These white wines that are made like a red offer a very different drinking experience and are great pairings for umami-rich foods
Today’s Irish wine lover is spoilt for choice. Many restaurants and new-wave wine bars serve an eclectic selection of wines by the glass, inviting us to take a punt on something unusual without committing to a full bottle. And you don’t get much more unusual than orange or amber or skin-contact wines. Whatever you call them, in essence, we’re talking about a white wine made like a red wine. Instead of removing the crushed grape skins after pressing, as in white wine production, the skins are left to macerate in the grape juice during and often long after fermentation. That skin contact can range from a few hours to several weeks or months — with very diverse results.
In red wine production, maceration gives the wine its colour and tannins, the latter coming from the grape’s skins and pips rather than its inner flesh. (If you’re unsure what tannins do, imagine drinking tea that has sat stewing for hours. That dryness in your gums? That’s tannins in action.) In orange wines, winemakers combine a little tannic grip with the vibrancy of white wines. That grip can be strident and bring new layers of food-friendly structure, or it can be subtle and add a delicate textural dimension.
My proper introduction to orange wines was courtesy of Morgan VanderKamer, president of the Irish Guild of Sommeliers and co-owner with partner Stephen McArdle of Barrows Keep in Thomastown and (as of next Easter) Union wine bar in Waterford. I met VanderKamer in 2015 when I ran the Dublin Wine Fest with Oisin Davis of Great Irish Beverages. Stanley’s on St Andrew’s Street was voted Best Dublin Wine Fest Experience for VanderKamer’s daily tutored tasting of a flight of orange wines (Testalonga El Bandito, La Soula Orange and La Stoppa Ageno) paired with a duck confit terrine.
Over a fascinating hour, she romped through their evolution, from their first production in Georgia 5,000 years ago to their modern revival near Italy’s north-east border with Slovenia by winemakers Josko Gravner, Stanko Radikon and Dario Prinčič. It opened my eyes to just how different a drinking experience these complex wines offered, and just how versatile they were for food pairings, in particular with umami-rich foods, Middle Eastern or Asian flavours, or hard-to-match asparagus and artichoke. They’re also perfect for early spring drinking. When the weather can’t decide if it demands robust wintry wines or something more fragrant, orange wines offer both.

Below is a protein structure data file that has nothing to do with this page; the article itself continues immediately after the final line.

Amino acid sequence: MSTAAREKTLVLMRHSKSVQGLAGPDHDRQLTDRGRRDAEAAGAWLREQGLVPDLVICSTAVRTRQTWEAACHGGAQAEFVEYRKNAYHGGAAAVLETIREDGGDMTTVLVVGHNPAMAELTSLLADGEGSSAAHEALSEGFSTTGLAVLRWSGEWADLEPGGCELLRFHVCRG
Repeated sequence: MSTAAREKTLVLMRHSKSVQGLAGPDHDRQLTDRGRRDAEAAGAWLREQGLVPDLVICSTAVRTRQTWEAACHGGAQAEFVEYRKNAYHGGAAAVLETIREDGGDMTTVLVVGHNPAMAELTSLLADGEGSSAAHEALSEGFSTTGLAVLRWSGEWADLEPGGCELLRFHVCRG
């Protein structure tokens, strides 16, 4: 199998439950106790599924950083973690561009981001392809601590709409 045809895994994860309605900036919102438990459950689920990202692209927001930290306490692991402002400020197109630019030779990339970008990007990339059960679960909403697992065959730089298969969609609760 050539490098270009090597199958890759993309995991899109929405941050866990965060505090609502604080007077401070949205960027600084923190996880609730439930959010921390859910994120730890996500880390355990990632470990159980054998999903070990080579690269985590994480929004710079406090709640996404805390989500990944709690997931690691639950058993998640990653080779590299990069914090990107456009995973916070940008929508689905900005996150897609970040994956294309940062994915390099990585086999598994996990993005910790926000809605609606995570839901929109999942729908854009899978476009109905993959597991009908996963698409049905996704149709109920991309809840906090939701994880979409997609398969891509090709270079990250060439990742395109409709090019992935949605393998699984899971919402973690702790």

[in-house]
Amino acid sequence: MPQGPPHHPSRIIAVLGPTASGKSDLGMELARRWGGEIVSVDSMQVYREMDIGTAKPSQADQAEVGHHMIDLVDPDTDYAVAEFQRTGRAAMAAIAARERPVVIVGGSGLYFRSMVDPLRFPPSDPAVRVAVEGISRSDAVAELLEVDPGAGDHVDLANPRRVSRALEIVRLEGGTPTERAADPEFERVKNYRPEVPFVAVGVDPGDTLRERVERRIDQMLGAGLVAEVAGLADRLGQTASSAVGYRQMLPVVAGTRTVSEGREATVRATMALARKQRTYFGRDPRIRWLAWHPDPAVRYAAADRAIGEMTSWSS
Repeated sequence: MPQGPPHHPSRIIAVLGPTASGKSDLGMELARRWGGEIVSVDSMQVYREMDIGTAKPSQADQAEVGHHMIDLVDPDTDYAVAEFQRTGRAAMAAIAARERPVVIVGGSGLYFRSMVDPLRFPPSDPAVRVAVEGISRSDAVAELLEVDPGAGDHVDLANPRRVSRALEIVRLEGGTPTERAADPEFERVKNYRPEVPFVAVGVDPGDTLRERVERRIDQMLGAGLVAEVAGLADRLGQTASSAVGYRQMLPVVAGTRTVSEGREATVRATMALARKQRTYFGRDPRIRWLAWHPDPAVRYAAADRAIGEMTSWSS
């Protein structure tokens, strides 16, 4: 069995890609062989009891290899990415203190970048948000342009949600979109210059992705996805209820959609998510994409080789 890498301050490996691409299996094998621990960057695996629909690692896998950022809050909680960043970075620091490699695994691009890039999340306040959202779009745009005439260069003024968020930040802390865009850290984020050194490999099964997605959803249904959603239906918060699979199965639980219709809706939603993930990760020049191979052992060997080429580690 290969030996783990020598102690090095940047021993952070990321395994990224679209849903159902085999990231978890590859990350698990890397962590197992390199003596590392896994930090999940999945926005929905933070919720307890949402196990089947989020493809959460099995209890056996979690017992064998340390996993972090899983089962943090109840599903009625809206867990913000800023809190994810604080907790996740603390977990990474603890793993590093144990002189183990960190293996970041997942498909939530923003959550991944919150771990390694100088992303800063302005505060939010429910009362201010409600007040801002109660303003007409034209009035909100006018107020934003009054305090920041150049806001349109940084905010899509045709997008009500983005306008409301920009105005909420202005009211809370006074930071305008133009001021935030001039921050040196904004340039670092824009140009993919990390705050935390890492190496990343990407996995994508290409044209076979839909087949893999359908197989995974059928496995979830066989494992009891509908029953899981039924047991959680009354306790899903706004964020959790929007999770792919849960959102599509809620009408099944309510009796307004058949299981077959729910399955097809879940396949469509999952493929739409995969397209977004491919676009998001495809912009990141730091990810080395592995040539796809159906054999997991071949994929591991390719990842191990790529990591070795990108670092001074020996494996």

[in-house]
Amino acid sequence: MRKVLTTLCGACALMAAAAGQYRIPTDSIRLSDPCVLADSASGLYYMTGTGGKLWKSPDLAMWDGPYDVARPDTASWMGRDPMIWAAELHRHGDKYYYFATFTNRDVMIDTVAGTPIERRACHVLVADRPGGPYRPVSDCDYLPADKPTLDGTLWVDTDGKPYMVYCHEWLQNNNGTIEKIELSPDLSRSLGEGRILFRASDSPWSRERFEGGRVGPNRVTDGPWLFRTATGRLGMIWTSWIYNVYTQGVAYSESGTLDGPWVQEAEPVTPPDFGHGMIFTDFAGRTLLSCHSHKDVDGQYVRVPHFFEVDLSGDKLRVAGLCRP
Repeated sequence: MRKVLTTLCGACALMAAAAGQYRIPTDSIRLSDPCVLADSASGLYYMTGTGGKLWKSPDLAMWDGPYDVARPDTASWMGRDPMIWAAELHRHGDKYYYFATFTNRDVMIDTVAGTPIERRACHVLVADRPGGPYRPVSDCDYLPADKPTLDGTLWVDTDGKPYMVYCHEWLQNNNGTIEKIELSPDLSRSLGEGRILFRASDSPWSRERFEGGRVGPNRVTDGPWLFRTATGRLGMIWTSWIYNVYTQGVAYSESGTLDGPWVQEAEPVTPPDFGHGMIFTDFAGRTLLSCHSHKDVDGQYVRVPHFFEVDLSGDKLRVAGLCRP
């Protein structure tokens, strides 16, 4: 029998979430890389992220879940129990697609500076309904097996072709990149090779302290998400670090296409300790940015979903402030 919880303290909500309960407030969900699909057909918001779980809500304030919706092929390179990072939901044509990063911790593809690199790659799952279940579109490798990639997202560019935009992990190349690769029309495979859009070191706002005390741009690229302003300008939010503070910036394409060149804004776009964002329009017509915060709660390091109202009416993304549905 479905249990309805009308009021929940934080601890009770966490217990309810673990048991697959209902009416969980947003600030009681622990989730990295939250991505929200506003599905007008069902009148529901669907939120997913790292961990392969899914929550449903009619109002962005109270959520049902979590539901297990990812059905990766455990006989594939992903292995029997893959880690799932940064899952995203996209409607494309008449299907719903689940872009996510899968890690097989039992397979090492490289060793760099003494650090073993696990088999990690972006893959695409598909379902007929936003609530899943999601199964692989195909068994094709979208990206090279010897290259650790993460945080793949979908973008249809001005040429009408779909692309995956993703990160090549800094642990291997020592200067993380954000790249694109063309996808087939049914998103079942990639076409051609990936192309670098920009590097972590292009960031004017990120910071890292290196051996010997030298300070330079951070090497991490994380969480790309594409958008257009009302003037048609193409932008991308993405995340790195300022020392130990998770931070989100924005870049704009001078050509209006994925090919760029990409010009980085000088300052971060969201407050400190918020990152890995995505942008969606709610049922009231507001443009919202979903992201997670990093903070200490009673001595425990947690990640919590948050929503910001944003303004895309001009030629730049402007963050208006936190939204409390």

Besides today’s selection, and those above, keep eyes peeled for orange wines from Meinklang, Folias de Baco, Judith Beck, Aphros and Lyrarakis.
Taronja de Gris, Côtes Catalanes, France, 14pc, €25
This Roussillon collab between Domaine Lafage and Domaine of the Bee is a wine to make you smile, from its tie-dye label to its glorious sunset hues, thanks to two weeks’ maceration of pink-skinned Grenache Gris plus Grenache Blanc. Some Muscat and Viognier burst through with floral aromas (Sweet William, violets and dried rosebud), while fruit tea notes of dried apple, apricot and bergamot peel carry through on the palate and keep that gentle grip in balance. A crowd-pleaser, and perfect with Middle Eastern mezze. Sweeney’s D3, Baggot Street Wines, The WineHouse Trim
Peninsula Skin Contact 2018, Vino de Mesa, Spain, 11.5pc, €26.99
At Bodegas Fontana in Uclés, Albariño grapes are given six months’ skin contact for this gastronomic wine. Turmeric, saffron and chamomile aromas, silky texture, a bone-dry palate with honeycomb notes and a fresh pithy finish. Think artichokes, pheasant or rabbit. The Corkscrew, Urbanity, DrinkStore, Gibney’s, Pete’s Provisions, mitchellandson.com
Adega Entre Os Ríos Komokabras Naranja 2019, Barbanza e Iria IGP, Spain, 13pc, €28
Another skin-contact Albariño, this one from 50-year-old vines just north of Rías Baixas. Lively, lean and dry, precise, pure and very crisp, with notes of zesty clementine and lime, honey and nuts, iodine and stony minerality. An excellent aperitif. Sheridans, boujee-booze.com
Cullen Amber Wilyabrup Sémillon/Sauvignon Blanc, Margaret River, Australia, 12.8pc, €43
From a carbon-positive biodynamic estate, a beautifully made and complex charmer with saffron, chamomile and dried grass notes meeting delicate kumquat and honeyed apple, swaddled in silky texture. Pair with saffron spiced dishes. Baggot Street Wines, Ely Wine Store, The Corkscrew, The Malt House, wineonline.ie
Loxarel A Pèl Xarello, Penedès, Spain, 12.5pc, €25.95
Xarello’s robust complexity is given extra oomph with wild yeasts, several months’ ageing on skins in amphora and no filtering, fining or added sulphites. The hazy result is rich in spice aromas with tannic frisson, like a mulled honeyed cider. Great with Asian umami flavours. Selected independents including Mitchell and Son; mitchellandson.com